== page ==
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True Southern Flavor

At award-winning The Bistro at Just Baked in Surf City, chef Bud Taylor blends the beloved tastes of his childhood with an educated wine list

By Jason Frye

“Being from the South, the kitchen

Photograph by Mark Steelman

was always a big part of my childhood,” says Bud Taylor, chef-owner of The Bistro at Just Baked.

If you’re not familiar with this Surf City eatery, don’t blame yourself, because as Taylor says, “Topsail [Island] has never been known as a dining destination, unless you wanted greasy fried seafood.” That’s changed in the last decade, but only slightly. Steam pots have begun to replace the Calabash-style fried platters on many tables, and a handful of restaurants have introduced a fine-dining approach to coastal and Southern cuisine. The Bistro at Just Baked is one of the restaurants helping swing the drawbridge open to give Topsail’s food culture the room, inspiration and success it needs to take root. And they’re getting recognized for it. “We learned a few months ago that we were going to receive the Wine Spectator Award of Excellence, but we had to keep quiet about it,” says Taylor. “It’s been a long couple of months.” The Wine Spectator Award of Excellence is based not only on a restaurant’s wine list, but on how that list relates to the food and how it demonstrates a breadth of styles, regions and vintages. Or, as Wine Spectator puts it, “the list must offer a well-chosen selection of quality producers along with a thematic match to the menu in both price and style.” In other words, the list just fits. This is quite the accomplishment for Taylor. In the eight years The Bistro at Just Baked has been serving guests, the wine list has grown exponentially.

The Art & Soul of Wilmington

“Our first list was only seven bottles. Seven bottles!” Taylor says. “I knew very little about wine, but one thing I did know was that if I wanted to take the restaurant to the place I envisioned, I needed to educate myself on wine.” He found a tutor in Jena Schmidt, a wine specialist with one of the restaurant’s distributors. “I told her in one of our first meetings, ‘I don’t know much about wine, but I’m willing to learn, and that’s where you come in.’” They worked together, tasted hundreds of wines, attended wine expos and dinners and seminars, and, slowly, built a list that complemented Taylor’s food and matched guest expectations. “We were always careful to keep the guests in mind and designed a list that’s approachable to the wine novice while being enjoyable for the wine enthusiast.” He says this was no mean feat. This same idea guides Taylor’s food. Growing up Southern — “just across the water in a place called Turkey Creek,” he says — the kitchen was a focal point, but unlike so many chefs who learned to cook from some matriarch, it was Taylor’s granddad who taught him to cook. “He taught me how to fry eggs and bacon when I was so young I had to stand on an old lard bucket to reach the stove.” Those early lessons caught in his mind and led him to continue cooking, but always on his own and never with any formal training (Taylor went to school for graphic design and marketing). Then one foggy Christmas Eve, he cooked up a mess of collards for the big family dinner. “I was nervous. Cooking collard greens is a point of pride in the family. At that dinner, everyone was raving about those collards but no one knew who cooked them. October 2015 •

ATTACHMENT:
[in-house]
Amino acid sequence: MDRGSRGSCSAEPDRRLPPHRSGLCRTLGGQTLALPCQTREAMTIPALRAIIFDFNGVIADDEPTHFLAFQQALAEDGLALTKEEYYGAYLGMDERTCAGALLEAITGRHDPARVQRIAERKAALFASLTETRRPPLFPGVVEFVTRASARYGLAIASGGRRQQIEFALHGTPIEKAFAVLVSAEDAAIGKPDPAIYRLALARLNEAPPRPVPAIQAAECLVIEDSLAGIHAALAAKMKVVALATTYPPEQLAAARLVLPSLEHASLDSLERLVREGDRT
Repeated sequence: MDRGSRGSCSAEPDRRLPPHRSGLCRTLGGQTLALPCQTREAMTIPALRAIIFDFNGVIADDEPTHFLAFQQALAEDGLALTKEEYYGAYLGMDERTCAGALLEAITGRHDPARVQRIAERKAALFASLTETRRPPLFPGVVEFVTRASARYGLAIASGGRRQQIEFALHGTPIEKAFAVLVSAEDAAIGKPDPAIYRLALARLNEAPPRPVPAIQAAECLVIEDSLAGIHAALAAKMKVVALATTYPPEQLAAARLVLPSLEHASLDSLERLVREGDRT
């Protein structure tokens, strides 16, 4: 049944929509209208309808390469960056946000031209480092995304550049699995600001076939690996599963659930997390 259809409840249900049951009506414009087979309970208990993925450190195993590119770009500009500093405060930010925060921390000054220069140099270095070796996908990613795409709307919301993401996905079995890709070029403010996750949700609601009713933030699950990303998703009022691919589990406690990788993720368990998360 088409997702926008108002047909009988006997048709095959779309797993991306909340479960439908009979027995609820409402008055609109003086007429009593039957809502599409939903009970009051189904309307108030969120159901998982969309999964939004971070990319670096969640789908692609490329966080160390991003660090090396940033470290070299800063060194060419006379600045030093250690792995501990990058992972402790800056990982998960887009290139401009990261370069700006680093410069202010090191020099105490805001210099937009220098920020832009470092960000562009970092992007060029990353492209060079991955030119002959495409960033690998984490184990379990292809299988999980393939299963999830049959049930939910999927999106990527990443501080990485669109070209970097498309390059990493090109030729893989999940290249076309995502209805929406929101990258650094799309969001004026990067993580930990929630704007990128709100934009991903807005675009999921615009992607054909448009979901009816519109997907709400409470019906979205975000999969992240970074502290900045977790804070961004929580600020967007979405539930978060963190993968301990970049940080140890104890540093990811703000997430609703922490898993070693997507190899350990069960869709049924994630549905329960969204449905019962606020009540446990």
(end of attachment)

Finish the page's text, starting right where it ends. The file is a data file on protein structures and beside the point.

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October Salt 2015  

The Art & Soul of Wilmington

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